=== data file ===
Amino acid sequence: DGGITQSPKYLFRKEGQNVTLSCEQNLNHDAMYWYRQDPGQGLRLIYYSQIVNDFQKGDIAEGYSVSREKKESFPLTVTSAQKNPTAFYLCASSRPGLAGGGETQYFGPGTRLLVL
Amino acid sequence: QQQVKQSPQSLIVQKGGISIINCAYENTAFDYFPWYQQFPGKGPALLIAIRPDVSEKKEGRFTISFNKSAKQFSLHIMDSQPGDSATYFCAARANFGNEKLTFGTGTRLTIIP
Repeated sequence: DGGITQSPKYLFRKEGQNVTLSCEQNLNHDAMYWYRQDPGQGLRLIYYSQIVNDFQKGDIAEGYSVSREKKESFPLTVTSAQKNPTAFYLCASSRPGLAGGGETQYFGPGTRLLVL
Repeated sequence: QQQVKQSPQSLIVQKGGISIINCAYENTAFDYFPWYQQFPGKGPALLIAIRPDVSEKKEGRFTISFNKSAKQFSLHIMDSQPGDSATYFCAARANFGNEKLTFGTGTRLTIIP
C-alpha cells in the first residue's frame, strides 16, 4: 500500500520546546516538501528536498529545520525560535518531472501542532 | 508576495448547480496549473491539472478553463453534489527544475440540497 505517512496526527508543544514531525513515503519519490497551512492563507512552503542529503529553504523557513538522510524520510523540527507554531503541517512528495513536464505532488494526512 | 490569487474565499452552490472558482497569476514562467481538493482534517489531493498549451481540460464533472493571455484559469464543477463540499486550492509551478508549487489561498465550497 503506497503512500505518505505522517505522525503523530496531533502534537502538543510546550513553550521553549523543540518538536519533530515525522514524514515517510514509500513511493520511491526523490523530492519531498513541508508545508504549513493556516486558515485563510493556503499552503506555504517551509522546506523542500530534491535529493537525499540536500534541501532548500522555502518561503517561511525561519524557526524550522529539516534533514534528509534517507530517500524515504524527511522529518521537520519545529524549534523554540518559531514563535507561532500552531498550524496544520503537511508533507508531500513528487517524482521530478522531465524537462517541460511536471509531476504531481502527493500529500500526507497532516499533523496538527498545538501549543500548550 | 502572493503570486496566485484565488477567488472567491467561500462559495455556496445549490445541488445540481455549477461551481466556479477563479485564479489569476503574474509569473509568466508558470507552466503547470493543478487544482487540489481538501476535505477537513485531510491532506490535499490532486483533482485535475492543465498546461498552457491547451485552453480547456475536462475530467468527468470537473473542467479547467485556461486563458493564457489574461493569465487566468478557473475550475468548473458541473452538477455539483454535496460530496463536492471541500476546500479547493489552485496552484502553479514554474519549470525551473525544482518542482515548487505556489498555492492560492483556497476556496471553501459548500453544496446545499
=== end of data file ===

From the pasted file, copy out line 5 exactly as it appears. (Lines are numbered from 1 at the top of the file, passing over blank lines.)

C-alpha cells in the first residue's frame, strides 16, 4: 500500500520546546516538501528536498529545520525560535518531472501542532 | 508576495448547480496549473491539472478553463453534489527544475440540497 505517512496526527508543544514531525513515503519519490497551512492563507512552503542529503529553504523557513538522510524520510523540527507554531503541517512528495513536464505532488494526512 | 490569487474565499452552490472558482497569476514562467481538493482534517489531493498549451481540460464533472493571455484559469464543477463540499486550492509551478508549487489561498465550497 503506497503512500505518505505522517505522525503523530496531533502534537502538543510546550513553550521553549523543540518538536519533530515525522514524514515517510514509500513511493520511491526523490523530492519531498513541508508545508504549513493556516486558515485563510493556503499552503506555504517551509522546506523542500530534491535529493537525499540536500534541501532548500522555502518561503517561511525561519524557526524550522529539516534533514534528509534517507530517500524515504524527511522529518521537520519545529524549534523554540518559531514563535507561532500552531498550524496544520503537511508533507508531500513528487517524482521530478522531465524537462517541460511536471509531476504531481502527493500529500500526507497532516499533523496538527498545538501549543500548550 | 502572493503570486496566485484565488477567488472567491467561500462559495455556496445549490445541488445540481455549477461551481466556479477563479485564479489569476503574474509569473509568466508558470507552466503547470493543478487544482487540489481538501476535505477537513485531510491532506490535499490532486483533482485535475492543465498546461498552457491547451485552453480547456475536462475530467468527468470537473473542467479547467485556461486563458493564457489574461493569465487566468478557473475550475468548473458541473452538477455539483454535496460530496463536492471541500476546500479547493489552485496552484502553479514554474519549470525551473525544482518542482515548487505556489498555492492560492483556497476556496471553501459548500453544496446545499